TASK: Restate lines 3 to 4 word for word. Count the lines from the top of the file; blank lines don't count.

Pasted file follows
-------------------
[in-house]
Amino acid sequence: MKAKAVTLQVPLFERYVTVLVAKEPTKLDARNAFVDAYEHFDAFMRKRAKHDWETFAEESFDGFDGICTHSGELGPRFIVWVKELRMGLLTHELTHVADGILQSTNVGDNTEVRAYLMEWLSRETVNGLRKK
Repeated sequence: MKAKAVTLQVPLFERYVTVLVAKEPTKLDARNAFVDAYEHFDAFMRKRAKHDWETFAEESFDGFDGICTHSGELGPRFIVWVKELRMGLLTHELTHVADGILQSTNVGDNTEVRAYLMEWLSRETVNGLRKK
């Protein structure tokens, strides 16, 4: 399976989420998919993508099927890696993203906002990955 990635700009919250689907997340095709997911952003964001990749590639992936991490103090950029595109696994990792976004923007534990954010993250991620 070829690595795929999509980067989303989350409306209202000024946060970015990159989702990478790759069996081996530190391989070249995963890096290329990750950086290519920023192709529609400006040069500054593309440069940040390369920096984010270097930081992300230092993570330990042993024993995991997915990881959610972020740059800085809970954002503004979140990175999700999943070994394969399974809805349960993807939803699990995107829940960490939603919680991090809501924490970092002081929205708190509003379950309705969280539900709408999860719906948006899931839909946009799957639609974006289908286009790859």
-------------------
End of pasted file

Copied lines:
Repeated sequence: MKAKAVTLQVPLFERYVTVLVAKEPTKLDARNAFVDAYEHFDAFMRKRAKHDWETFAEESFDGFDGICTHSGELGPRFIVWVKELRMGLLTHELTHVADGILQSTNVGDNTEVRAYLMEWLSRETVNGLRKK
């Protein structure tokens, strides 16, 4: 399976989420998919993508099927890696993203906002990955 990635700009919250689907997340095709997911952003964001990749590639992936991490103090950029595109696994990792976004923007534990954010993250991620 070829690595795929999509980067989303989350409306209202000024946060970015990159989702990478790759069996081996530190391989070249995963890096290329990750950086290519920023192709529609400006040069500054593309440069940040390369920096984010270097930081992300230092993570330990042993024993995991997915990881959610972020740059800085809970954002503004979140990175999700999943070994394969399974809805349960993807939803699990995107829940960490939603919680991090809501924490970092002081929205708190509003379950309705969280539900709408999860719906948006899931839909946009799957639609974006289908286009790859």